HL Deb 29 April 1999 vol 600 cc434-5

3.9 p.m.

Baroness Sharpies asked Her Majesty's Government:

What steps they are taking to curb the spread of Japanese knotweed.

Baroness Farrington of Ribbleton

My Lords, Japanese knotweed is a large, vigorous weed. It is a non-native introduction which appears to have no natural enemies in Britain. The Government recognise the potential harm that its presence can cause to other species. Under the terms of the Wildlife and Countryside Act it is an offence to plant Japanese knotweed, or cause it to grow, in the wild.

Baroness Sharpies

My Lords, I thank the noble Baroness for that reply. Is she aware that the increasing menace of this nine-foot plant is variously described as a marriage of super weeds swamping the countryside and also as a rash of sexual activity leading to a triffid-like invasion of the country, gardens, river banks etc.? It will also grow through concrete. Will the Minister increase the funding to the Environment Agency and other agencies which are trying to deal with this terrible problem?

Baroness Farrington of Ribbleton

My Lords, the Environment Agency has undertaken research and has produced an extremely important and valuable leaflet which includes details of other pervasive species that are damaging watercourses such as giant hogweed and Himalayan balsam. I commend the work done by the city and county of Swansea which has worked closely with the Environment Agency for Wales. I also commend the work of Pembrokeshire County Council which is working in partnership with the Pembrokeshire Coast National Park. The problem does not appear to be one of additional funding but of targeting the activities of those agencies which have power to act in this regard.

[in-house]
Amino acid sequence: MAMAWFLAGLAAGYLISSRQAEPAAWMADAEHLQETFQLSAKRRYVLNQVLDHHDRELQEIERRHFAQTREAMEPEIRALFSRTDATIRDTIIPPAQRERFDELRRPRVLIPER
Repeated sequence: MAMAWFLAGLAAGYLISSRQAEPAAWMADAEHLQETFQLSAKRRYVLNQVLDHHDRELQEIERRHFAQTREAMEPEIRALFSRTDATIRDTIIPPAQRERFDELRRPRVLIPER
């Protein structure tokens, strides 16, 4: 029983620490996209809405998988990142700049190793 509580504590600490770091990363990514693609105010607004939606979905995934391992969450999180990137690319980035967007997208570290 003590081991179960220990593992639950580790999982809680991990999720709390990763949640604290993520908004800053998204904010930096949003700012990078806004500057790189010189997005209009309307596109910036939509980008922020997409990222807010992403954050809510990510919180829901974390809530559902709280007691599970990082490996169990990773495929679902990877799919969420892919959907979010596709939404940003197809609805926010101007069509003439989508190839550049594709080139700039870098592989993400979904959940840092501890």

Baroness Miller of Chilthorne Domer

My Lords, do the Government have a list of the total number of this country's endangered species which are being threatened by alien species? Is the Minister aware of the recent so-called "X-files" order instituted by President Clinton in the United States which seeks to enable the Government there to deal with alien species which threaten up to 50 per cent of the endangered species of the United States?

Baroness Farrington of Ribbleton

My Lords, in its news release of 14th December 1998 entitled Doomsday for Wildlife the World Wide Fund for Nature claimed that there is a whole range of species under threat. The work that has been carried out does not appear to suggest that Japanese knotweed is killing natural habitats where it is brought under control. We hope that that work and the work that is being done on biodiversity projects will help to combat the problem the noble Baroness has mentioned.

The Earl of Onslow

My Lords, are we to be told when this knotweed is not a weed?

Baroness Farrington of Ribbleton

My Lords, I know not.

Baroness Byford

My Lords, I cannot even attempt to top that! Is the Minister aware of the difficulty of controlling this weed, particularly with regard to watercourses where chemical sprays have been found to be one of the few methods of controlling it? When it gets a hold, I believe it grows through concrete. However, it is the watercourses that constitute a particular worry in this regard.

Baroness Farrington of Ribbleton

My Lords, the watercourses are a worry. The Environment Agency has issued guidance on control of Japanese knotweed, including the use of specialised and limited chemical agents. A colleague who is not in the Box at present advised me when I was briefed on this subject that she has a real problem with Japanese knotweed in her London garden. She has discovered that the roots go down 17 feet. It is a major scourge.

Lord McNair

My Lords, will the Minister convey to the agencies that will target this problem that if they wish to target the Japanese knotweed that I have in my garden in Wales they will be welcome to do so?

Baroness Farrington of Ribbleton

Yes, my Lords.